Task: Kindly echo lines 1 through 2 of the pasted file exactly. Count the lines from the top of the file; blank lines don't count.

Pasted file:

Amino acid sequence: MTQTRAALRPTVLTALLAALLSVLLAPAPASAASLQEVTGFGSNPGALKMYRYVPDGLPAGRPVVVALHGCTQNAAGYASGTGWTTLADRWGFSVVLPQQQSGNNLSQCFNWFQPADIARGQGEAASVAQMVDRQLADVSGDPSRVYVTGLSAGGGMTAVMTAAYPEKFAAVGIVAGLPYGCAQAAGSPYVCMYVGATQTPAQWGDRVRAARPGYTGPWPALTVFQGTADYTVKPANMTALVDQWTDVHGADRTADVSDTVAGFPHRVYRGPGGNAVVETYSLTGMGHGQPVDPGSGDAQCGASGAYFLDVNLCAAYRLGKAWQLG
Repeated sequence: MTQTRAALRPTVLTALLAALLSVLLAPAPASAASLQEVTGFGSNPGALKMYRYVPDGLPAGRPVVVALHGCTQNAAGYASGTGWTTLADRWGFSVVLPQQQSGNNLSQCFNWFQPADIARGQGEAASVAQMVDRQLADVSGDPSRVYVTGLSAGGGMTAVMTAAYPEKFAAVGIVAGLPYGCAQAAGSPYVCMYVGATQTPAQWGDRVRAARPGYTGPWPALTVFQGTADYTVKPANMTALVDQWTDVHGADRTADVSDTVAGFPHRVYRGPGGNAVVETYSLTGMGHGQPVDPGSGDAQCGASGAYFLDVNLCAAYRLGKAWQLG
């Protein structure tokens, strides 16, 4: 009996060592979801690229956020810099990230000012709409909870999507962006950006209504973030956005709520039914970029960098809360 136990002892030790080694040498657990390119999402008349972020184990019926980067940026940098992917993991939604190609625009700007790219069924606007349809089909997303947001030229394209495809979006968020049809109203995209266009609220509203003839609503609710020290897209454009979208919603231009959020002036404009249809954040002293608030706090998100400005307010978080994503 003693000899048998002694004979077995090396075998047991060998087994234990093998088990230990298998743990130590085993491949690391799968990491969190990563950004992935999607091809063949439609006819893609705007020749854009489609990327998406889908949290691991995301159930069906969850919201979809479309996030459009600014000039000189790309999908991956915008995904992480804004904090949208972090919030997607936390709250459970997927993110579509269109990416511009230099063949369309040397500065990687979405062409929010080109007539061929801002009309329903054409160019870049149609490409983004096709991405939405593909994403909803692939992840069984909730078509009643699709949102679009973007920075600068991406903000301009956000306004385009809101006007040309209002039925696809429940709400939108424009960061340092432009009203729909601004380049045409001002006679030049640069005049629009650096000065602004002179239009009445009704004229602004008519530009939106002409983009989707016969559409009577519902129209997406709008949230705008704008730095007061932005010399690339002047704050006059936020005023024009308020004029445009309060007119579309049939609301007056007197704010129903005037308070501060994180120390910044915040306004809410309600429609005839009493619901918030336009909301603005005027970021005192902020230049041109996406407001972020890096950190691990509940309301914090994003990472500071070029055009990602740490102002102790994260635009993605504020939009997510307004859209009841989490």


Amino acid sequence: MTQTRAALRPTVLTALLAALLSVLLAPAPASAASLQEVTGFGSNPGALKMYRYVPDGLPAGRPVVVALHGCTQNAAGYASGTGWTTLADRWGFSVVLPQQQSGNNLSQCFNWFQPADIARGQGEAASVAQMVDRQLADVSGDPSRVYVTGLSAGGGMTAVMTAAYPEKFAAVGIVAGLPYGCAQAAGSPYVCMYVGATQTPAQWGDRVRAARPGYTGPWPALTVFQGTADYTVKPANMTALVDQWTDVHGADRTADVSDTVAGFPHRVYRGPGGNAVVETYSLTGMGHGQPVDPGSGDAQCGASGAYFLDVNLCAAYRLGKAWQLG
Repeated sequence: MTQTRAALRPTVLTALLAALLSVLLAPAPASAASLQEVTGFGSNPGALKMYRYVPDGLPAGRPVVVALHGCTQNAAGYASGTGWTTLADRWGFSVVLPQQQSGNNLSQCFNWFQPADIARGQGEAASVAQMVDRQLADVSGDPSRVYVTGLSAGGGMTAVMTAAYPEKFAAVGIVAGLPYGCAQAAGSPYVCMYVGATQTPAQWGDRVRAARPGYTGPWPALTVFQGTADYTVKPANMTALVDQWTDVHGADRTADVSDTVAGFPHRVYRGPGGNAVVETYSLTGMGHGQPVDPGSGDAQCGASGAYFLDVNLCAAYRLGKAWQLG